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I've been looking at a few different things I'd like to using JavaScript to tweak styles globally. I'd like to do this by changing the CSS rule that dictates the element's style (akin to doing this through the Inspector in Webkit), but after coming to I now don't know if this is even possible:


Returns the CSSStyleDeclaration object for the rule. Read only.

So, is there no way to change higher-level styles in JavaScript?

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"Read only" actually just means you can't redefine it directly (e.g. = {background: "black"}). You're allowed modify attributes of .style (e.g. = "black"). – Jeremy Banks Aug 21 '11 at 6:01
up vote 1 down vote accepted

To modify your existing styles, either find the stylesheet in document.styleSheets or from the the .sheet property of the <style> or <link> element you want to modify. Then modify the properties in whatever rule they're located in (see I'd advice against using the CSSOM to modify properties, as browser support for modifying CSS properties through the CSSOM is pitiful (no browsers whatsoever support it). Instead, just set a string value.

If all you want to do is insert a new rule, just get a stylesheet from the method above, or document.documentElement.appendChild(document.createElementNS("","style")).sheet. Then use insertRule to add your rule.

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If by "CSSOM" you mean stuff like document.getElementById("img-style").sheet.cssRules[0].style.width = size + "px", that works fine in every browser I tried. – Stuart P. Bentley Aug 23 '11 at 0:52
Yeah, that works fine, but there's a preferred API for modifying properties where you can use real integers and CSS unit constants instead of strings, but support for it is horrible. – Eli Grey Aug 23 '11 at 5:27

CSS Styles can be created/changed programmatically via javascript, but that is not usually the easiest way to solve a problem because different browsers do it differently so cross-browser support is a bit of a pain unless you already have a library that abstracts that. You can see generally how to do it here:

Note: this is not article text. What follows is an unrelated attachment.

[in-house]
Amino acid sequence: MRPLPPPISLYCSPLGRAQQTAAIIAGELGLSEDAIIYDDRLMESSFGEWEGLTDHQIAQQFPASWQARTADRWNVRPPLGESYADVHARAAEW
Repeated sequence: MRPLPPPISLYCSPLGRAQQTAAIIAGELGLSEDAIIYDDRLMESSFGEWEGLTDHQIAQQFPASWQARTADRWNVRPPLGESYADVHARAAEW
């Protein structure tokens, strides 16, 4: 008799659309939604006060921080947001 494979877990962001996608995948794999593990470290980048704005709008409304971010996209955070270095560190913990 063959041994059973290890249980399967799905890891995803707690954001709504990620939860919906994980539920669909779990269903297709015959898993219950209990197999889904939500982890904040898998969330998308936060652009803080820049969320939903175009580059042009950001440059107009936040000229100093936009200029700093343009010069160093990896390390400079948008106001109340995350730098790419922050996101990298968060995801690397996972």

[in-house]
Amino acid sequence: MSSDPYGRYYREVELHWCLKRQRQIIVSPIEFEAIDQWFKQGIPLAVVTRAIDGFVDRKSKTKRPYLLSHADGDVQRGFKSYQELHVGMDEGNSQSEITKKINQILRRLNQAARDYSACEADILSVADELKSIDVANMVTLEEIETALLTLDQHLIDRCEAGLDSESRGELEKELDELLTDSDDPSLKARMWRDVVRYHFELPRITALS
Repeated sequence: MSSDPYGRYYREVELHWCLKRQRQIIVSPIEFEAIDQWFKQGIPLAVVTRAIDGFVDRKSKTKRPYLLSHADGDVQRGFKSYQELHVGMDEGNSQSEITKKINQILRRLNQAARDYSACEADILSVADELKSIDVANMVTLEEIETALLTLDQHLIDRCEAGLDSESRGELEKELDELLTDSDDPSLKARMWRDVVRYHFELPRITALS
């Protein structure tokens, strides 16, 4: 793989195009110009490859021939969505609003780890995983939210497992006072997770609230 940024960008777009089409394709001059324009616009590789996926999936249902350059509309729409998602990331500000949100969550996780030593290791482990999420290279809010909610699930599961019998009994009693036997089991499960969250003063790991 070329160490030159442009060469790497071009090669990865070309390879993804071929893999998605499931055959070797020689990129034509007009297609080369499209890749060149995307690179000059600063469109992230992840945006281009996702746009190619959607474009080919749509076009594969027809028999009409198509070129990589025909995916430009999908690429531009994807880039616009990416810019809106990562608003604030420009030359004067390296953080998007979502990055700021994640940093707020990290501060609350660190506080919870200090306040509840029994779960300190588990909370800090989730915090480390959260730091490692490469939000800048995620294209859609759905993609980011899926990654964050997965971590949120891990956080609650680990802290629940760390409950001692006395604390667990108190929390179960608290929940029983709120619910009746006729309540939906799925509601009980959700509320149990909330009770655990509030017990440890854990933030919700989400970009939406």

If the styles you want to switch between are known in advance, then the easiest way to change between them is to define both those styles in a stylesheet, and use different class designations to trigger one vs. the other.

If you are just trying to affect one object or a small number of objects, you can simply add or remove a class name via javascript on the affected objects.

If there are large numbers of objects, then something I've done is to add a class name on the body tag to trigger the alternate style to take effect for all affected objects. It works like this:

Lots of these in your HTML:

<div class="foo"></div>
<div class="foo"></div>
<div class="foo"></div>
<div class="foo"></div>

Then, have two pre-defined CSS rules like this in this order:

.foo {background-color: #777;}
.alternate .foo {background-color: #F00;}

Then, using Javascript, any time you want to change to the alternate style, you simply do this (using jQuery or any favorite class library):


To go back to the original style, you can just remove that class:


This doesn't have to be added to the body tag - it can be added to any common parent of all the affected objects.

I personally find this a lot simpler than programmatically creating style rules and it keeps the actual style information out of the code (where designer people who aren't programmers can more easily access it).

You can see this technique in action here:

share|improve this answer
I'm not trying to switch styles, though. I'm trying to edit an existing style. Telling me that there's a way to do it and then not saying what that way is isn't helpful. – Stuart P. Bentley Aug 21 '11 at 5:52
This does change a style. Try the jsfiddle demo to see it. I think this is a better way to do it and it's the way I know how to write the code. I know you can get at the style sheets with JS, but I don't know how to do it myself in a cross browser way (because older versions of IE are different) so I NEVER do it that way. This is a way to solve most problems like this. Sorry for trying to offer what I thought was a very helpful idea. Here are the basics on JS access to style sheets: Have fun. – jfriend00 Aug 21 '11 at 5:56

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